SA's sci-tech white paper out for comment
The new draft White Paper on Science, Technology and Innovation (STI) is out for public comment.
Members of the public have 30 days to make inputs, which will be integrated into the final document to be approved by Cabinet, science and technology minister, Mmamoloko Kubayi-Ngubane, said today.
Kubayi-Ngubane says the paper is a milestone long-term policy direction for the next five to 15 years for government to ensure a growing role for STI in a prosperous and inclusive society in which the potential of all South Africans is realised.
The draft paper has considered megatrends spanning the geopolitical, economic, social, technological and environmental spheres.
It aims to help SA benefit from global developments such as rapid technological advancement and geopolitical and demographic shifts brought by the fourth industrial revolution.
It will ensure the growing role of STI in building a more prosperous and inclusive society, while accelerating inclusive economic growth and making the economy more inclusive.
Kubayi-Ngubane said the draft policy focuses on ensuring that SA benefits from STI for economic growth, social development and transformation. It also seeks to respond to the risks and opportunities brought by rapid global technological advancement and other global changes.
"STI lies at the heart of the preparation for this emerging future and South Africa, therefore, needs to build on progress in areas such as biotechnology, nanotechnology, advanced manufacturing, and ICT research and innovation.
"This White Paper proposes policy interventions to accelerate skills development, leverage ICT, commit to openness and support inter and transdisciplinary research. It also puts in place mechanisms to institutionalise foresight capacity to assist collaborative planning across government for STI."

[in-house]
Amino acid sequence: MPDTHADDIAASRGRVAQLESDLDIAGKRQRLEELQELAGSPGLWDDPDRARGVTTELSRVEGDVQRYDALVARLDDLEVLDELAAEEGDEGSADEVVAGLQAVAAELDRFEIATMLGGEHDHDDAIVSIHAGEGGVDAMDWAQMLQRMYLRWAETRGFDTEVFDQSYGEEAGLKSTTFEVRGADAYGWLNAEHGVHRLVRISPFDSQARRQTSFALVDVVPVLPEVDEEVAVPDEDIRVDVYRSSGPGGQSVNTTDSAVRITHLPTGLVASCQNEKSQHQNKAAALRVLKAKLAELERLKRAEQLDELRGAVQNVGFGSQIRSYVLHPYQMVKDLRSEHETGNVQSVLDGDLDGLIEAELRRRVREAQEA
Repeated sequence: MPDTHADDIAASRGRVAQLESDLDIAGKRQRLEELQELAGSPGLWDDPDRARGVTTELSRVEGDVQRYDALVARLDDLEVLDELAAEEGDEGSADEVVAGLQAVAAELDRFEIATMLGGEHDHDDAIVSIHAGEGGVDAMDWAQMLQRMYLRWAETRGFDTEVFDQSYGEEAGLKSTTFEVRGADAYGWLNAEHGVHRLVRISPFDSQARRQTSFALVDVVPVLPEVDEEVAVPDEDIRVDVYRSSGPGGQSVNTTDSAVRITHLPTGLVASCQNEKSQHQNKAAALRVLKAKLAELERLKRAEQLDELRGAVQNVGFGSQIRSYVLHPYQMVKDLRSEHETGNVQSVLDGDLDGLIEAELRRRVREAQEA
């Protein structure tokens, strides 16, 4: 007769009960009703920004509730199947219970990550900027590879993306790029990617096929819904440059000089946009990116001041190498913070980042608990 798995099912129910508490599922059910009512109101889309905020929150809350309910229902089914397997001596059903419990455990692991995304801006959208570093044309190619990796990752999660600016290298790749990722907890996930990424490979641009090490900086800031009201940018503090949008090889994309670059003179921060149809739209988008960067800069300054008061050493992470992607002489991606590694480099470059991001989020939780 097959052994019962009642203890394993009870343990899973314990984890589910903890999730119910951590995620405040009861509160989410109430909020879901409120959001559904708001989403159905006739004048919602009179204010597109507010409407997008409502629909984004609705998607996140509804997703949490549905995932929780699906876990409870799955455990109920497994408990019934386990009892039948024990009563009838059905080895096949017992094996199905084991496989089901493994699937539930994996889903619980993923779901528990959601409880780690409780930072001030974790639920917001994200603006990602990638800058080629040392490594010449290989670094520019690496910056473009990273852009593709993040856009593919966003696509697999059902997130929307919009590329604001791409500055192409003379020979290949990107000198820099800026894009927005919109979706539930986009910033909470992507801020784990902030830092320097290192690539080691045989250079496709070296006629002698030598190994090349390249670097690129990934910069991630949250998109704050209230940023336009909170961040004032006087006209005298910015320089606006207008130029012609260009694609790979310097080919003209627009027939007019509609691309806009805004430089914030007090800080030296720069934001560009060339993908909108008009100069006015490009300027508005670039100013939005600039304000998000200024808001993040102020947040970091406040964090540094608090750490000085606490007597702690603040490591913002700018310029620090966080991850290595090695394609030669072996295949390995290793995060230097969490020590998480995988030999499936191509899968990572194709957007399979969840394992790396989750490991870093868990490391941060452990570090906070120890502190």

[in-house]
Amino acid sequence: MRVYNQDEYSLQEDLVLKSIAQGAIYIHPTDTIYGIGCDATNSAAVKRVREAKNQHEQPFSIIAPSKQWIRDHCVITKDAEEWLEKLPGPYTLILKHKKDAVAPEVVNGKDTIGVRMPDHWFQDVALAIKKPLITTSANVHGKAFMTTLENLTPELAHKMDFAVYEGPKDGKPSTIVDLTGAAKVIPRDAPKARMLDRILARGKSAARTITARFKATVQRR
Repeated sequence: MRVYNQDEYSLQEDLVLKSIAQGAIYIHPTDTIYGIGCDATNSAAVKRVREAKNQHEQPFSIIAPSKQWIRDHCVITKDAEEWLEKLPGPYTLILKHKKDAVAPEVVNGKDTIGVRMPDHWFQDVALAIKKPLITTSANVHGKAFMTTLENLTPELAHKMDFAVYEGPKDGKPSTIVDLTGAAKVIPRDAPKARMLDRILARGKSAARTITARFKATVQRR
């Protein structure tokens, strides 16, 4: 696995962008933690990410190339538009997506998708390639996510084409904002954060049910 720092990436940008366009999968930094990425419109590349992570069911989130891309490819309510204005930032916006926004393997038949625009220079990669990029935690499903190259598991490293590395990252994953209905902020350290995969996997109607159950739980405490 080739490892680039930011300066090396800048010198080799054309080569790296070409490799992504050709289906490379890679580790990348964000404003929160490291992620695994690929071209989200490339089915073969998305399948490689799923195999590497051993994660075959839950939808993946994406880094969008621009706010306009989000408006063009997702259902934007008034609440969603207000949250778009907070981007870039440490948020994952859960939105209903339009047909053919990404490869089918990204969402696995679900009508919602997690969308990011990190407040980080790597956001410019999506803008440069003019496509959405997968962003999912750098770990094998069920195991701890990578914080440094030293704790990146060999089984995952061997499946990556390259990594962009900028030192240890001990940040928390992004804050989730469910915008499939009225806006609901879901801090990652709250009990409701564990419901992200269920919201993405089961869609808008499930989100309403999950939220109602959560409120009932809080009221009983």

Despite steady increases in enrolment at schools and universities, a study by the Human Sciences Research Council (HSRC) shows that South Africans continue to underperform in mathematics and science compared with other countries.
The skills base is not expanding fast enough to drive economic growth and create jobs.
Kubayi-Ngubane is of the view that STI can be instrumental in improving public service delivery and decision-making for public policy and forming new technology-based firms.
STI is used to modernise existing industries such as agriculture and mining; develop emerging industries such as those linked to the next industrial revolution; exploite new sources of economic growth such as green industries; improve the quality of life of South Africans, particularly in poor communities, through improved educational and health outcomes, and promote environmental custodianship to safeguard the future, she noted.
The overview of the White Paper focuses on five points such as raising the profile of STI in SA by instilling an innovation culture in South African society and integrating STI into cross-cutting government planning at the highest levels.
This is set to put the innovation agenda at the highest level of government and business so that all actors pursue the same objectives and pool resources where possible, said Kubayi-Ngubane.
The Presidency will chair a STI Plenary meeting involving business leaders, academic experts in the field of STI, government departments that have a focus on STI, and leaders from civil society.
Secondly, the draft paper will focus on strengthening partnerships between business, government, academia and civil society, creating a more enabling environment for STI.